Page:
One issue with typical volume mounting is the time expended. Another is that of repeating the same process the next time the same volume needs to be mounted. Any of the parameters, such as a network location, name or alias, that uniquely identify a given volume may have changed or may not be remembered by the user and must be found again. Also, there are often additional steps needed for clients that remotely “dial-in” to a given network, and then attempt to locate network resources.

There is thus a need for automating the volume mounting process.

SUMMARY OF THE INVENTION

The invention is a method and apparatus for remotely and automatically mounting volumes over a network. The invention makes use of an interface, such as a web browser, to connect a client to a server. Volume mounting parameters are retrieved from generic or specific profiles that are accessed in accordance with a request from the client to the server. The server supplies volume mounting parameters specific to the client via a plug-in installed on the client. The plug-in then interacts, in one or more embodiments of the invention, with an application programming interface and/or system software on the client which automatically mounts the volume(s) in accordance with the supplied parameters.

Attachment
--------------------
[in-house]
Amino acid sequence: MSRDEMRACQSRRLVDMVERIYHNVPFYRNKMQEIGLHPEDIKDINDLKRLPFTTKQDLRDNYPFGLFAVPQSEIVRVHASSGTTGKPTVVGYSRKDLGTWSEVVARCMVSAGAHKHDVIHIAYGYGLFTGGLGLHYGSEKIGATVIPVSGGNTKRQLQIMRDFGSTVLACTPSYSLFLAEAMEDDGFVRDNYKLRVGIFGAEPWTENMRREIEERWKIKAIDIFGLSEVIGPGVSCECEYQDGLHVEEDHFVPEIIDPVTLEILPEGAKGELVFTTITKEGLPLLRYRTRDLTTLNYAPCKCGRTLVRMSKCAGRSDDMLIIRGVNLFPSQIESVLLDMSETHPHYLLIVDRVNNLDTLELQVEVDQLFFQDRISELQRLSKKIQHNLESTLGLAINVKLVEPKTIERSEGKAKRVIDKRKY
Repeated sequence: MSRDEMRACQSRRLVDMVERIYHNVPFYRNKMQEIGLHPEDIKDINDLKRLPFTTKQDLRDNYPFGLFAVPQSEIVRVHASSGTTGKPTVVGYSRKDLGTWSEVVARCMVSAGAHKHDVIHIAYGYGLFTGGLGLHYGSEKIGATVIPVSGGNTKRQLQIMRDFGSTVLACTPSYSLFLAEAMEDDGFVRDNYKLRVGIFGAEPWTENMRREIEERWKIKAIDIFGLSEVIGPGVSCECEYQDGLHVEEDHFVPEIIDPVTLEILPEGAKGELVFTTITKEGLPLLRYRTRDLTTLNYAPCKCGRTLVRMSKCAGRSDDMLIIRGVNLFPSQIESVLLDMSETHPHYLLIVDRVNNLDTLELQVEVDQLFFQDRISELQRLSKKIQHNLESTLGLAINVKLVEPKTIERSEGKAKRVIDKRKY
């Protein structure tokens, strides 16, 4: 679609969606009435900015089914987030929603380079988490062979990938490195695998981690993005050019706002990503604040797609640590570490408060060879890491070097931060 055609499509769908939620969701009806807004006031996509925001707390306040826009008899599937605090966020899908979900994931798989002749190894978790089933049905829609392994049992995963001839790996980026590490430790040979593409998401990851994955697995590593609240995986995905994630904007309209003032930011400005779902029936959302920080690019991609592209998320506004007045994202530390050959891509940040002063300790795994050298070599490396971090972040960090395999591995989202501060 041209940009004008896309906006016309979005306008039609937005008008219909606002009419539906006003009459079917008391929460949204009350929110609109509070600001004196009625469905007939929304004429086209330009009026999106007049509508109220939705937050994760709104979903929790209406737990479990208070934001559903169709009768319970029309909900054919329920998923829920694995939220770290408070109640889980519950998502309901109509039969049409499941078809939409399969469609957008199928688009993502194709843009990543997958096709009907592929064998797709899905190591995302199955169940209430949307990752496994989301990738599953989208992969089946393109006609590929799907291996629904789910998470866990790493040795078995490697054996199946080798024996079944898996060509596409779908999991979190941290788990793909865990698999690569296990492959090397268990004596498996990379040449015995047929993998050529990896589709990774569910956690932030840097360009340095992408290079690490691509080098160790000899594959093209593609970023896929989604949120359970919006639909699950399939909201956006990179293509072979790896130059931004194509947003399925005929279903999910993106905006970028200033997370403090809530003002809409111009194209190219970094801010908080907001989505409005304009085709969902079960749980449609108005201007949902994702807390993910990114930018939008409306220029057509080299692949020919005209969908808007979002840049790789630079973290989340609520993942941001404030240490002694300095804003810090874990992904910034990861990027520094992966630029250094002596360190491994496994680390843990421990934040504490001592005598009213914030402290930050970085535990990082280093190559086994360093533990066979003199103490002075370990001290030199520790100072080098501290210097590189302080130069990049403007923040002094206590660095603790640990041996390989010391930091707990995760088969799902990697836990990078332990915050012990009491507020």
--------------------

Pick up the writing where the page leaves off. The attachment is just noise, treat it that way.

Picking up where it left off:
In at least one embodiment of the invention, the server assembles a mounting command block consisting of retrieved volume mounting parameters and a mount command. Additionally, in some embodiments, the plug-in must first verify as approved the server returning the mounting command block in order for volume mounting to proceed.

BRIEF DESCRIPTION OF THE DRAWINGS

FIG. 1 illustrates remote automated volume mounting according to at least one embodiment of the invention.

FIG. 2 is a flowchart of retrieving a user mounting profile according to at least one embodiment of the invention.

FIG. 3 illustrates a sample set of user mounting profiles that may be retrieved from a server according to the invention.